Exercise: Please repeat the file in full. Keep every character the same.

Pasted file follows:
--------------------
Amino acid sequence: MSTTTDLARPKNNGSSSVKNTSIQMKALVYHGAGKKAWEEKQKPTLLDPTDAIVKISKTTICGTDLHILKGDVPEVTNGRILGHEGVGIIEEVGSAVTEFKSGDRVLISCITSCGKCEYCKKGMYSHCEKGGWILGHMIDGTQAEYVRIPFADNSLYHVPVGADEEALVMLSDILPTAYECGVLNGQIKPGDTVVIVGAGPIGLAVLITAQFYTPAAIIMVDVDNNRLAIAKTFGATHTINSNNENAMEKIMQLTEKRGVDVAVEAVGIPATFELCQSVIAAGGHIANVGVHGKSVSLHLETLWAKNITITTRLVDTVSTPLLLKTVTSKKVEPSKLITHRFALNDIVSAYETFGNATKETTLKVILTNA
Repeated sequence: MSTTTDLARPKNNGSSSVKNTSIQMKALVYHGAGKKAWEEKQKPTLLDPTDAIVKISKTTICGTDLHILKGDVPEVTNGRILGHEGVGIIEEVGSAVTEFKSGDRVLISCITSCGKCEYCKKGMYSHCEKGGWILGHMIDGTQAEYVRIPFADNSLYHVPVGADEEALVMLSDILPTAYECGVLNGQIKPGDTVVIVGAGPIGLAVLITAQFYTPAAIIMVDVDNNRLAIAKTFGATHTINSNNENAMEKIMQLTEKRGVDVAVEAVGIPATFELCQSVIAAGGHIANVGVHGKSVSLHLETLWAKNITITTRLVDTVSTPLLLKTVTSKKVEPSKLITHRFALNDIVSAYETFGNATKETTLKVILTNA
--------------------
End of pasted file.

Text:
Amino acid sequence: MSTTTDLARPKNNGSSSVKNTSIQMKALVYHGAGKKAWEEKQKPTLLDPTDAIVKISKTTICGTDLHILKGDVPEVTNGRILGHEGVGIIEEVGSAVTEFKSGDRVLISCITSCGKCEYCKKGMYSHCEKGGWILGHMIDGTQAEYVRIPFADNSLYHVPVGADEEALVMLSDILPTAYECGVLNGQIKPGDTVVIVGAGPIGLAVLITAQFYTPAAIIMVDVDNNRLAIAKTFGATHTINSNNENAMEKIMQLTEKRGVDVAVEAVGIPATFELCQSVIAAGGHIANVGVHGKSVSLHLETLWAKNITITTRLVDTVSTPLLLKTVTSKKVEPSKLITHRFALNDIVSAYETFGNATKETTLKVILTNA
Repeated sequence: MSTTTDLARPKNNGSSSVKNTSIQMKALVYHGAGKKAWEEKQKPTLLDPTDAIVKISKTTICGTDLHILKGDVPEVTNGRILGHEGVGIIEEVGSAVTEFKSGDRVLISCITSCGKCEYCKKGMYSHCEKGGWILGHMIDGTQAEYVRIPFADNSLYHVPVGADEEALVMLSDILPTAYECGVLNGQIKPGDTVVIVGAGPIGLAVLITAQFYTPAAIIMVDVDNNRLAIAKTFGATHTINSNNENAMEKIMQLTEKRGVDVAVEAVGIPATFELCQSVIAAGGHIANVGVHGKSVSLHLETLWAKNITITTRLVDTVSTPLLLKTVTSKKVEPSKLITHRFALNDIVSAYETFGNATKETTLKVILTNA